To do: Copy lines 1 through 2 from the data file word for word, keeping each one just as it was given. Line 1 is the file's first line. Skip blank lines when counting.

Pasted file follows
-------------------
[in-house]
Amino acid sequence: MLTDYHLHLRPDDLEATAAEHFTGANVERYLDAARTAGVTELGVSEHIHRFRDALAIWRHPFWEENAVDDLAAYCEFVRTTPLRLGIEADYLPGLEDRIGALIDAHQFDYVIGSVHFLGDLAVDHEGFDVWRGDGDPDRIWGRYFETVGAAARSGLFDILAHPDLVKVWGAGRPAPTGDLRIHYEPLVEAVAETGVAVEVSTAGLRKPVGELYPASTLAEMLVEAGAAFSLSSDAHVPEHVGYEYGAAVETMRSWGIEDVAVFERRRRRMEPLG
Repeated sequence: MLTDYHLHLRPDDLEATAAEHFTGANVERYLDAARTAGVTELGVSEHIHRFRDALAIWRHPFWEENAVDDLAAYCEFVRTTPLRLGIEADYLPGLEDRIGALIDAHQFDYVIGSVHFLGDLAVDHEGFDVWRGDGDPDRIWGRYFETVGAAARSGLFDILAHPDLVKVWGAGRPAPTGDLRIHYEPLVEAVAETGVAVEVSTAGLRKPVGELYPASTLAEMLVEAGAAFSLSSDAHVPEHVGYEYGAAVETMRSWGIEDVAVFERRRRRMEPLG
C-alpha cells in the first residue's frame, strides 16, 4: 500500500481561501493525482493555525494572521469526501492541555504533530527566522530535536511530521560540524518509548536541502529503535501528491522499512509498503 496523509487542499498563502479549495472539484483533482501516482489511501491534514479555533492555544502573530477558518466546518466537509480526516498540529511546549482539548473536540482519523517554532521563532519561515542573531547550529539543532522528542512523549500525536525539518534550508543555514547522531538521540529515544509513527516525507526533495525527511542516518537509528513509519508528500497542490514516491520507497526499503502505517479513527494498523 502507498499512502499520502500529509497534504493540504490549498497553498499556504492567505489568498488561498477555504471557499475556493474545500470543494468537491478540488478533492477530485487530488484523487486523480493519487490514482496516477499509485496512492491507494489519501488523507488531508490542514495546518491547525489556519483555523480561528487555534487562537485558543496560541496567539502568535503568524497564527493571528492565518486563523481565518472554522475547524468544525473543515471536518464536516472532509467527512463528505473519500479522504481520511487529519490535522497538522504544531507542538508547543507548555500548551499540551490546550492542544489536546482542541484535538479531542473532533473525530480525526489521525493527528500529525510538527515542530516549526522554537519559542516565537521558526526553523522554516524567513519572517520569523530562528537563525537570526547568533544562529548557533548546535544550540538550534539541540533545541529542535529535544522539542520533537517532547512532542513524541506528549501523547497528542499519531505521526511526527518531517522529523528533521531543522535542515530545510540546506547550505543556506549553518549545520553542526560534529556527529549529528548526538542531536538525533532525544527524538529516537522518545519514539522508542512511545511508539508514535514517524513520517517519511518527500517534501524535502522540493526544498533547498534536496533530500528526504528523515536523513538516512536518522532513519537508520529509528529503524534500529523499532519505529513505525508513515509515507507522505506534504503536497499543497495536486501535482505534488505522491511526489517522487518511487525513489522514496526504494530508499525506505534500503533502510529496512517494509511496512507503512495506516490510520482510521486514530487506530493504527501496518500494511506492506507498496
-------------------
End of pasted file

[in-house]
Amino acid sequence: MLTDYHLHLRPDDLEATAAEHFTGANVERYLDAARTAGVTELGVSEHIHRFRDALAIWRHPFWEENAVDDLAAYCEFVRTTPLRLGIEADYLPGLEDRIGALIDAHQFDYVIGSVHFLGDLAVDHEGFDVWRGDGDPDRIWGRYFETVGAAARSGLFDILAHPDLVKVWGAGRPAPTGDLRIHYEPLVEAVAETGVAVEVSTAGLRKPVGELYPASTLAEMLVEAGAAFSLSSDAHVPEHVGYEYGAAVETMRSWGIEDVAVFERRRRRMEPLG